The air in our homes is more polluted than outside. This fact has been scientifically proven. To remedy this, there is no need for large technical means; some plants are more than enough. However, one must be able to identify them and place them in appropriate locations within the house to benefit from their cleansing properties in order to reduce the symptoms due to the household pollutants’ toxic impregnation (headaches, skin irritation, respiratory problems…)

The main pollutants found in our homes are grouped in the category of volatile organic compounds (VOCs). These compounds include benzene, toluene, formaldehyde, carbon monoxide and carbon. They are released by cigarette smoke, solvent fumes, paints, furniture, and insulator. For example, most household products contain ammonia, which is harmful to the respiratory tracts. Carpets, even after installation, release VOC solvents in times of high heat. Similarly, copy machines and computers produce significant levels of VOCs and toxic gases, as is also the case of insulating material in older or damaged homes.

Biological mechanism of depolluting plantsĀ 

Plant metabolism consists of a series of absorption (daytime) and perspiration phases (overnight). The plants’ leaves are provided with stomata that allow the plants to absorb chemicals from the air. Once absorbed, these compounds are transformed into nutrients through micro-organisms present in the roots, and are then used as food by the plant. This absorption takes care of the “cleansing” function of depolluting plants. In addition, the plants give off water vapour, which will humidify the air inside. For you must know that a dry atmosphere is a polluted atmosphere. Thus, a depolluting plant would increase a room’s humidity level by 5%, making indoor air healthier.

The main depolluting plantsĀ 

Remember that each plant is a specific anti-pollutant. Azalea can clear the air of ammonia. Chlorophytum rids the air of carbon monoxide, while chrysanthemum neutralises trichloroethylene. Philodendron and aloe vera are more effective against formaldehyde molecules. Philodendron is also able to counteract pentachlorophenol. Benzene is absorbed by ivy. And finally, Aglaonema, as well as Sansevieria and Dracaena marginata, absorbs toluene and benzene.

It is recommended to set up several different plant species inside the house to cover a broader range of pollutants. When choosing, remember that the broader-leaved plants have a greater absorption capacity. And finally, the ideal indoor dispersion of depolluting plants would be one plant species for every 9 square meters.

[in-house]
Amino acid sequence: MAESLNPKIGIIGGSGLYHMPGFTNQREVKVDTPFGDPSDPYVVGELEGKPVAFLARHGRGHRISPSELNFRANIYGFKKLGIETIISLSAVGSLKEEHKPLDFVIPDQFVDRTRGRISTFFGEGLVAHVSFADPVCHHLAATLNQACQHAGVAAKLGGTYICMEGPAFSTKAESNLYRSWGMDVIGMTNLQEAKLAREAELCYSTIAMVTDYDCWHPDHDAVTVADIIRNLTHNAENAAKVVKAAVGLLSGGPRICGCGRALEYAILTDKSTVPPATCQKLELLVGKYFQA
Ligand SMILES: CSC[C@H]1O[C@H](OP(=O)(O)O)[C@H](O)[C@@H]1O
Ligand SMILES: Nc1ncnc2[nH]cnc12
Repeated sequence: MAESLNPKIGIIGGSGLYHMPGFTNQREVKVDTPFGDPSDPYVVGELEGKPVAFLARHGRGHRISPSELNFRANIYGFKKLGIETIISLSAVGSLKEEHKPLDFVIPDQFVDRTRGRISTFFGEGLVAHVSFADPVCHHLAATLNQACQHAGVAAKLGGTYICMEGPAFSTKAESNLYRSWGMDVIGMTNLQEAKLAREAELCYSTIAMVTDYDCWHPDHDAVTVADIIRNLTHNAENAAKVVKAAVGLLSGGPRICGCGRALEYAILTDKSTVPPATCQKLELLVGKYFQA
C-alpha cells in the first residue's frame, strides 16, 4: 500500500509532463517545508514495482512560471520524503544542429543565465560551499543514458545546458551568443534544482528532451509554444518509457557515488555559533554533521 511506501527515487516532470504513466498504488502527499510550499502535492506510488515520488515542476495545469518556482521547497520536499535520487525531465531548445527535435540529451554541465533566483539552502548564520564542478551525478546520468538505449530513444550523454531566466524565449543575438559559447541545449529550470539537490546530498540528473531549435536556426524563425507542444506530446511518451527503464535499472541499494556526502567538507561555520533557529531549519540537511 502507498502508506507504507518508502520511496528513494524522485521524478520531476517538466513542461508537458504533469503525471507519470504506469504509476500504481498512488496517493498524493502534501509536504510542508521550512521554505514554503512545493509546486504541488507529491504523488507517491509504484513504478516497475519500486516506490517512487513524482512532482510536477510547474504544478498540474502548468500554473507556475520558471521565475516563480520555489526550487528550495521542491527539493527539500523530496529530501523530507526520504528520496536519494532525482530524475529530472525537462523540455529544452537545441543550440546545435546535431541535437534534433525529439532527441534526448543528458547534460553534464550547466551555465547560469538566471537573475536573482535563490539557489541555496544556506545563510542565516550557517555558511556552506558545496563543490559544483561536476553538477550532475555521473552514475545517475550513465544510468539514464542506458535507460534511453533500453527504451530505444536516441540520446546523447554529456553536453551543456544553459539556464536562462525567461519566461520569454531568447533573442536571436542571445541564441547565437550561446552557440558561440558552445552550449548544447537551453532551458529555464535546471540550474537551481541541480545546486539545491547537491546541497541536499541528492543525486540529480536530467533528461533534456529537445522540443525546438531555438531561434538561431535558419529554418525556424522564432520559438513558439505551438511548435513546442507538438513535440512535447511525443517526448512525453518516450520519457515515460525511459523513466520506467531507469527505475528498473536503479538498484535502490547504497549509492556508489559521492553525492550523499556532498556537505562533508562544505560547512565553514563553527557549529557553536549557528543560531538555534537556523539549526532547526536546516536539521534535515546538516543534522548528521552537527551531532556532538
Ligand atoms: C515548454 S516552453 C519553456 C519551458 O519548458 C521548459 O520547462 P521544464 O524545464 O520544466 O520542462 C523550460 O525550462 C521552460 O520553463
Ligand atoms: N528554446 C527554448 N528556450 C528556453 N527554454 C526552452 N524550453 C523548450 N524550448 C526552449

Choosing plants based on chemical compounds

If you are unable to determine the type of chemical pollutants released in your home, you should simply install broad-range depolluting plants in different rooms of your house. These include, but are not limited to, Golden Cane Palm (Dypsis lutescens), Spathiphyllum, Boston fern (Nephrolepis exaltata) or Schefflera.

In certain precise cases, such as humidifying the air or getting rid of static electricity, fern is the ideal depolluting plant. However, there are other plants with the same actions, such as Dieffenbachia and Gerbera species. At times, your home’s atmosphere may seem bland or dry. This is most often due to tobacco smoke. To remedy this, install plants that absorb benzene, such as ivy, Kentia palm and ficus. Chlorophytum and Dracaena also neutralize the smell of stale smoke.

For kitchen and bathroom, where the use of household products is common, we recommend depolluting plants that absorb ammonia, namely Lady palm and azalea. For the living room and the kitchen, ficus, anthurium or ivy will do.

Formaldehyde is also found in significant amounts in our homes. Released by cigarette smoke, it is also found in furniture made of chipboard or wood, and in soft furnishings (curtains, sheets, rugs). We also find formaldehyde in some household products such as paint, nail polish, adhesive or hair spray. To counter formaldehyde, you can set up a container of ivy, ficus, or Kentia palm.

In case of recent paintwork, a high rate of trichloroethylene can be present in indoor air. To get rid of it, simply install a pot of chrysanthemums or philodendron in the room that was recently painted.

Depolluting plants in the office

Markers, felt-tip pens, copy machines and printers release many toxic substances. The concentration of these substances is greater in the offices, which is why depolluting plants are highly recommended. Among these plants: cactus, to place near a computer because it is capable of absorbing the electromagnetic waves generated by the device.

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Published in Green plants by Alexander on 28 Jul 2011